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Records Suggest State is So Far Losing its casino Fight With Sanborn

Published Monday Jul 8, 2024

Author AnnMarie Timmins, NH Bulletin

The state suspended former state Sen. Andy Sanborn’s gaming license and ordered him to sell his Concord Casino to a buyer approved by the New Hampshire Lottery Commission. The sale deadline has been extended to Sept. 30. (Annmarie Timmins | New Hampshire Bulletin)

Newly obtained legal documents in the attorney general’s year-old pandemic fraud case against casino owner Andy Sanborn reveal for the first time what the parties have declined to say publicly for months.

The documents, obtained by the Bulletin via a right-to-know request, show that both legal teams distrust the other. Sanborn believes the state agency requiring him to sell his casino is also intentionally scaring away buyers. And Sanborn’s legal team has continued to outmaneuver the Attorney General’s Office. 

Sanborn’s most recent victory came Wednesday. 

Former state Sen. Andy Sanborn during a legislative session in 2016. (Courtesy of Geoff Forester | Concord Monitor)

Over vehement objections and skepticism from the Attorney General’s Office, Sanborn’s lawyers secured their client three more months to sell his casino after convincing a state administrative law judge that a deal is pending. His June deadline is now Sept. 30.

That buyer, who isn’t named in the order obtained by the Bulletin, has said they intend to use Sanborn’s existing Concord Casino on Main Street temporarily while developing a permanent location elsewhere in the city. 

If Sanborn can sell by Sept. 30, his casino retains access to its greatest asset: one of the state’s limited and coveted historic horse racing licenses. If he doesn’t, that license is revoked for two years, rendering the casino effectively worthless because historic horse racing is where casinos in New Hampshire make their money.

In granting the extension, the administrative law judge on the case, Gregory Albert, rejected the attorney general’s main argument: that Sanborn claimed a deal was pending when it wasn’t to defer “punishment.”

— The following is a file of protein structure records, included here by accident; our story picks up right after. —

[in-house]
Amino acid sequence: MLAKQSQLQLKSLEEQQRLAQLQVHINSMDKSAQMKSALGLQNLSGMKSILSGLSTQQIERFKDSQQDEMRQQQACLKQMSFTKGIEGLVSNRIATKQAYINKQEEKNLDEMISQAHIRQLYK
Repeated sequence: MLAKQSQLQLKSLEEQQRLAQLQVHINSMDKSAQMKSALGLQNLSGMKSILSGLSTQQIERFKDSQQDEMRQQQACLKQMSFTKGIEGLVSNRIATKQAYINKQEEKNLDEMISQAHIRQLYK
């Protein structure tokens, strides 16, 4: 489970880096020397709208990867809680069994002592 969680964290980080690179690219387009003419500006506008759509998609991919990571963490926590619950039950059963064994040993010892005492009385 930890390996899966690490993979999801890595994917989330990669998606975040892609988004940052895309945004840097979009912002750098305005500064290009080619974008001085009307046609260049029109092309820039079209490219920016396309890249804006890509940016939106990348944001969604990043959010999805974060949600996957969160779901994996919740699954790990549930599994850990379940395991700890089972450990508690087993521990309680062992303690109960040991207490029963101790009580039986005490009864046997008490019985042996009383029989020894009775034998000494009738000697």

Not-so-public information

The Bulletin’s right-to-know request to the New Hampshire Lottery Commission produced more than 300 pages of documents. They show, among other things, that the state has made public information in this case harder to get since laying out its fraud allegations against Sanborn 11 months ago.

The documents included transcripts of two hearings held in June that were open to the public but virtually impossible to attend because Lottery stopped publishing hearing notices on its website. 

When asked why it ceased doing so, a Lottery official told the Bulletin the office had been advised by state officials that the right-to-know law does not require them to publish hearing dates. The law doesn’t prohibit it either. 

After the Bulletin filed a motion Wednesday afternoon to get notice of future hearings, the Attorney General’s Office told a reporter it was unaware she’d been denied access to that information and would not object to her request. The office then filed its own motion asking that the Lottery be required to resume posting hearing notices. 

There are other indications, too.

During a June 26 hearing in the licensing case, Zachary Hafer, one of Sanborn’s attorneys, asked the Attorney General’s Office to be more forthcoming in updates given how public the office was in laying its fraud allegations against Sanborn. 

Specifically, Hafer wanted the office to tell the media in June that Sanborn had been given a preliminary three-week extension. At that point, the state declined to disclose that Sanborn had requested the extension.

Assistant Attorney General Mark Dell’Orfano, who records show voiced objections to that extension but failed to file a written objection, pushed back. 

“So, you know, I don’t – we’re not looking to make any press around this either today or three months from now,” Dell’Orfano said, according to the transcript. “If the press decides to run something, if they decide to ask us for comment, that doesn’t mean we’re going to comment on it.”

Michael Garrity, spokesperson for the Attorney General’s Office, declined to comment Wednesday and referred the Bulletin to the documents. 

Here’s what else the documents do – and don’t – tell us.

The records reveal nothing about the state’s criminal fraud investigation into Sanborn, his wife, Rep. Laurie Sanborn, and his gaming company Win Win Win.

Nearly a year ago, John Formella alleged the Sanborns had misled federal officials to obtain nearly $844,000 in pandemic aid for Win Win Win and then spent the money on three race cars and other personal expenses. 

The state has not brought charges but Formella cited those allegations in August as grounds to revoke Sanborn’s gaming license indefinitely, an outcome Sanborn desperately wants to avoid. 

The records also do not indicate whether New Hampshire’s U.S. Attorney’s Office is investigating the Sanborns or Win Win Win. Formella said in August he had referred the case there, but a spokesperson in that office declined to comment.

Sanborn has denied the allegations. 

And for now, as his attorneys await news on the criminal case, they have successfully preserved his gaming license through litigation. They sued the Lottery Commission; managed to shift Sanborn’s burden of proof to the state; struck a deal to sell the casino rather than de-license it; and got two extensions to close that deal.